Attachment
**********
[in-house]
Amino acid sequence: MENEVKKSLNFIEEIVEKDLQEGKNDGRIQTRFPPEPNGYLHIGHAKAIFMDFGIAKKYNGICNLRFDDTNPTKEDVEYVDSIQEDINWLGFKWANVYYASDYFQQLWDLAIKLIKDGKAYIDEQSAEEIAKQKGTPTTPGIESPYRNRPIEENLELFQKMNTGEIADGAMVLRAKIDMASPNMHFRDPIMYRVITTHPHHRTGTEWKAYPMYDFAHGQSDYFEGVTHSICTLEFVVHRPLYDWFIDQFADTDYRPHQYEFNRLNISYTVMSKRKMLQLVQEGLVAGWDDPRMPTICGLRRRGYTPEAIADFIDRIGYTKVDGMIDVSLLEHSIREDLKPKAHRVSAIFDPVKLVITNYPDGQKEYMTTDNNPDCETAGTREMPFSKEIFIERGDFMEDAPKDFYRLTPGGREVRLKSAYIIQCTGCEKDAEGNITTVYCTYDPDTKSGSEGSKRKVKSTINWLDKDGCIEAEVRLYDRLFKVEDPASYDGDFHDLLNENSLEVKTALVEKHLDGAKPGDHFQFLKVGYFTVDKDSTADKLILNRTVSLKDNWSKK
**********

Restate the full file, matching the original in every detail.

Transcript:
[in-house]
Amino acid sequence: MENEVKKSLNFIEEIVEKDLQEGKNDGRIQTRFPPEPNGYLHIGHAKAIFMDFGIAKKYNGICNLRFDDTNPTKEDVEYVDSIQEDINWLGFKWANVYYASDYFQQLWDLAIKLIKDGKAYIDEQSAEEIAKQKGTPTTPGIESPYRNRPIEENLELFQKMNTGEIADGAMVLRAKIDMASPNMHFRDPIMYRVITTHPHHRTGTEWKAYPMYDFAHGQSDYFEGVTHSICTLEFVVHRPLYDWFIDQFADTDYRPHQYEFNRLNISYTVMSKRKMLQLVQEGLVAGWDDPRMPTICGLRRRGYTPEAIADFIDRIGYTKVDGMIDVSLLEHSIREDLKPKAHRVSAIFDPVKLVITNYPDGQKEYMTTDNNPDCETAGTREMPFSKEIFIERGDFMEDAPKDFYRLTPGGREVRLKSAYIIQCTGCEKDAEGNITTVYCTYDPDTKSGSEGSKRKVKSTINWLDKDGCIEAEVRLYDRLFKVEDPASYDGDFHDLLNENSLEVKTALVEKHLDGAKPGDHFQFLKVGYFTVDKDSTADKLILNRTVSLKDNWSKK